CARE LEAVERS’ PERSPECTIVES ON THE FAMILY IN THE TRANSITION FROM OUT-OF-HOME CARE TO INDEPENDENT LIVING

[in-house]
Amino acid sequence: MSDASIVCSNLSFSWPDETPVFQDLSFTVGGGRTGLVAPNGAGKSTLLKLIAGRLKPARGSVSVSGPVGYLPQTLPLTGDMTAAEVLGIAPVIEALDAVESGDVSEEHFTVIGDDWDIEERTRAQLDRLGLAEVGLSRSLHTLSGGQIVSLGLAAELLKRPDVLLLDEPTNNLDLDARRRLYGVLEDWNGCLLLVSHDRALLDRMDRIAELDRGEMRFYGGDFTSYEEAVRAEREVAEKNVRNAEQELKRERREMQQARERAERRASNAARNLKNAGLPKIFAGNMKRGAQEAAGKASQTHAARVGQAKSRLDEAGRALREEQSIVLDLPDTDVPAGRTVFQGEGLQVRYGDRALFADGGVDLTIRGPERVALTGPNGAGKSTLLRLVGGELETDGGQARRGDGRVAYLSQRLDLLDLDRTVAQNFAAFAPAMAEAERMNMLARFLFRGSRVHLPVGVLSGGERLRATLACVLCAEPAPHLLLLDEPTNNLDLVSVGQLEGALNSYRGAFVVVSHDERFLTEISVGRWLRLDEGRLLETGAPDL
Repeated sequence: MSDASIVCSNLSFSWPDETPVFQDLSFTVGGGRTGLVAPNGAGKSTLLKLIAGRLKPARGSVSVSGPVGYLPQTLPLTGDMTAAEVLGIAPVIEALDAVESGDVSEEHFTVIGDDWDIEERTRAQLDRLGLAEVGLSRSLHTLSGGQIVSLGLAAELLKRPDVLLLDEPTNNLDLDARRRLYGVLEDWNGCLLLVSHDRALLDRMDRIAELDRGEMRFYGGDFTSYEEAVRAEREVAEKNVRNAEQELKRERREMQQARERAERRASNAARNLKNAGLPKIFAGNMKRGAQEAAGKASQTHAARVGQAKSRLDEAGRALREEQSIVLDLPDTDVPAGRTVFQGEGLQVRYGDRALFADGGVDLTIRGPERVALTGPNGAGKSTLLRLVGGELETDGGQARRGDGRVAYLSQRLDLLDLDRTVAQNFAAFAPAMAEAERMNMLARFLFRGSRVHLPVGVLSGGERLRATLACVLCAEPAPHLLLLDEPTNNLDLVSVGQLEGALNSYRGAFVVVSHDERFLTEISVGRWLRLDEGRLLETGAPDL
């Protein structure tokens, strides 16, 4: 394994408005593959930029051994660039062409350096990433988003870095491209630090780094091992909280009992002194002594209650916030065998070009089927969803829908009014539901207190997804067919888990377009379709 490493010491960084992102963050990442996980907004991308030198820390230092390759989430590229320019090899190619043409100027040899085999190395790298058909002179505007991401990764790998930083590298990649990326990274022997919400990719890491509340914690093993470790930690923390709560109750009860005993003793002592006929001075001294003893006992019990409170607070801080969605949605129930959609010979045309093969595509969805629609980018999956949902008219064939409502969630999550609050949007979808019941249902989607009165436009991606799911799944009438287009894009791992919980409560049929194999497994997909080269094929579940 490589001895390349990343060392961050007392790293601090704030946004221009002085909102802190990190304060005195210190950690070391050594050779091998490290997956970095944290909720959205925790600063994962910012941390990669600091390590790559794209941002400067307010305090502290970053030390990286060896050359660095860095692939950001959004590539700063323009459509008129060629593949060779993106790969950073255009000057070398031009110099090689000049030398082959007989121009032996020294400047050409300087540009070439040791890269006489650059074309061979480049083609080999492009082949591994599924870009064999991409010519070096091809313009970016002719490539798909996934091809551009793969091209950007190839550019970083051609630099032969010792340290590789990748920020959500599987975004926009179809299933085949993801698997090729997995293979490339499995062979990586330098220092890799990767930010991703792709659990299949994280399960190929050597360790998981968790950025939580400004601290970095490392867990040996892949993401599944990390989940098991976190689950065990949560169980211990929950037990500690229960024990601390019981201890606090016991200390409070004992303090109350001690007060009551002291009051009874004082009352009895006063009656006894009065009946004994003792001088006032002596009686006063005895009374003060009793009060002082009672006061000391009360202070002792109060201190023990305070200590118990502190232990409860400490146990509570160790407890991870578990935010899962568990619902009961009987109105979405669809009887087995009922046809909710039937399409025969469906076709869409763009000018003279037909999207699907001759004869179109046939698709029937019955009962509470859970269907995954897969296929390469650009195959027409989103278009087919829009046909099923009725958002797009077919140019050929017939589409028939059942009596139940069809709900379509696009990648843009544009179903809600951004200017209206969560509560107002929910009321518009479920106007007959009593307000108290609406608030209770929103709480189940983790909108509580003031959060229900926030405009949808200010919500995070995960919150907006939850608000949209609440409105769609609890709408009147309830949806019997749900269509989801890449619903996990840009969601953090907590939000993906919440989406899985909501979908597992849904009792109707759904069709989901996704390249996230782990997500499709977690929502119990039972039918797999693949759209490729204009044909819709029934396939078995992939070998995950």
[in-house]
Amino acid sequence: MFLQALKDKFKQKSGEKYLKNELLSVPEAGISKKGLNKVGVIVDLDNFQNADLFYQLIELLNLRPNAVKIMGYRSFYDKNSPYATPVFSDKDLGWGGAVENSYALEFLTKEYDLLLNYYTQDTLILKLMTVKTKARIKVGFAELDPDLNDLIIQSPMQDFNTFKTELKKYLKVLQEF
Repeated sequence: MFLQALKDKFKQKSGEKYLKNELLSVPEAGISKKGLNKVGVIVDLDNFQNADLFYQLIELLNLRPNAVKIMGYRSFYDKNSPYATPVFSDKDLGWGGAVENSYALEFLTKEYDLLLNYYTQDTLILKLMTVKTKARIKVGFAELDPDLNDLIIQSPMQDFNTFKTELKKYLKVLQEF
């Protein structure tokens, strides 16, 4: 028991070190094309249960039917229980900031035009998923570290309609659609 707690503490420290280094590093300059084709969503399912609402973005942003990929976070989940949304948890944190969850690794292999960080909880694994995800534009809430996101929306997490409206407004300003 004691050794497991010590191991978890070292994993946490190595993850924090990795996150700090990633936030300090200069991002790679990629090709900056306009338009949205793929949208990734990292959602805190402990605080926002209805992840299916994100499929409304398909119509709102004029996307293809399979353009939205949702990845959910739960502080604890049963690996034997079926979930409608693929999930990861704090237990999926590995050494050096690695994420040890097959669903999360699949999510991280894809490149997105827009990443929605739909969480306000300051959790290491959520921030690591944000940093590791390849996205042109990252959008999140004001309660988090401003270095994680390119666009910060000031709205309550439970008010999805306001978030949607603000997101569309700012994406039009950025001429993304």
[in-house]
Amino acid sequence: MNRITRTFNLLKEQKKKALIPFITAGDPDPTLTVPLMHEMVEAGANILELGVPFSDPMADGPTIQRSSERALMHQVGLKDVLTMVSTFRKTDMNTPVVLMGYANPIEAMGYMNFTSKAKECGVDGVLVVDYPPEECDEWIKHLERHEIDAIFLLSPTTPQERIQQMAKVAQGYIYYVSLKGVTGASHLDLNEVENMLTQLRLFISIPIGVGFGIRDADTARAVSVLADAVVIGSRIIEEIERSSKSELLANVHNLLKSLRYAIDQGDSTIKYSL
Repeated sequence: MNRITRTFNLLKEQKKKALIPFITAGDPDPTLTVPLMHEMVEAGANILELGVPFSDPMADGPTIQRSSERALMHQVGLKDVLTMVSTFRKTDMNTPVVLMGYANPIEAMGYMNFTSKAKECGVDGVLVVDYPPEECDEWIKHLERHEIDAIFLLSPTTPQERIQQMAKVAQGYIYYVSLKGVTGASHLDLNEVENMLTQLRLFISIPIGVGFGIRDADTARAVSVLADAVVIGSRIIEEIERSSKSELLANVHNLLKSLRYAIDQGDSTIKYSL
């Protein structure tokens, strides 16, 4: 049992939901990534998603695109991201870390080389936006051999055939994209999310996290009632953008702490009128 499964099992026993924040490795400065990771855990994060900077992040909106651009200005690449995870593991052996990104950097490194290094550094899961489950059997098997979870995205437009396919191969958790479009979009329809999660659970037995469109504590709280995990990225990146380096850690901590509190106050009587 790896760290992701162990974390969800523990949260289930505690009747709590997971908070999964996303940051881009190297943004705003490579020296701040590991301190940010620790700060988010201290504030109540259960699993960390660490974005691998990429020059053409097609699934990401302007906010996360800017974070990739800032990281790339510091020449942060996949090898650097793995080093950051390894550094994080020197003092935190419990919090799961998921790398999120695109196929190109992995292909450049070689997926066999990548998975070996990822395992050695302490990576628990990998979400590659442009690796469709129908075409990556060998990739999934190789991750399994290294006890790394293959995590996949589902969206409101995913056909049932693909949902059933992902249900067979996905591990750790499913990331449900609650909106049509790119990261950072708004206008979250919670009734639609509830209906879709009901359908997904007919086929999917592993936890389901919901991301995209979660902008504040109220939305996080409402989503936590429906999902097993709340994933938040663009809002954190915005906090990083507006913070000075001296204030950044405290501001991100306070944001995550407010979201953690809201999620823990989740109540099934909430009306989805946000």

Findings from youth research have shown that, due to the development of the transitional phase of “emerging adulthood”, the family has become increasingly significant for young adults as a source of support and as a safety net. In contrast, care leavers are confronted with a relatively abrupt transition to independent living. However, international studies have shown that the family also plays a significant role during the status passage of leaving care — as an arena of concrete social relationships, as a normative model and ideal, as a biographical experience and memory, as a connection to family traditions and practices, and as an important contextual factor for resilience and identity formation. The first section of this paper describes the various links between care leavers and their families based on a literature review. In the second section, the biographical relevance of the family is highlighted based on the example of a qualitative interview study about the educational pathways of 20- to 27-year-old care leavers. The study shows the various influences of family links on the educational careers of young people during and after out-of-home care. From the findings, we derive some consequences for professional work with families in out-of-home care and for professional support and guidance during the status passage of leaving care.
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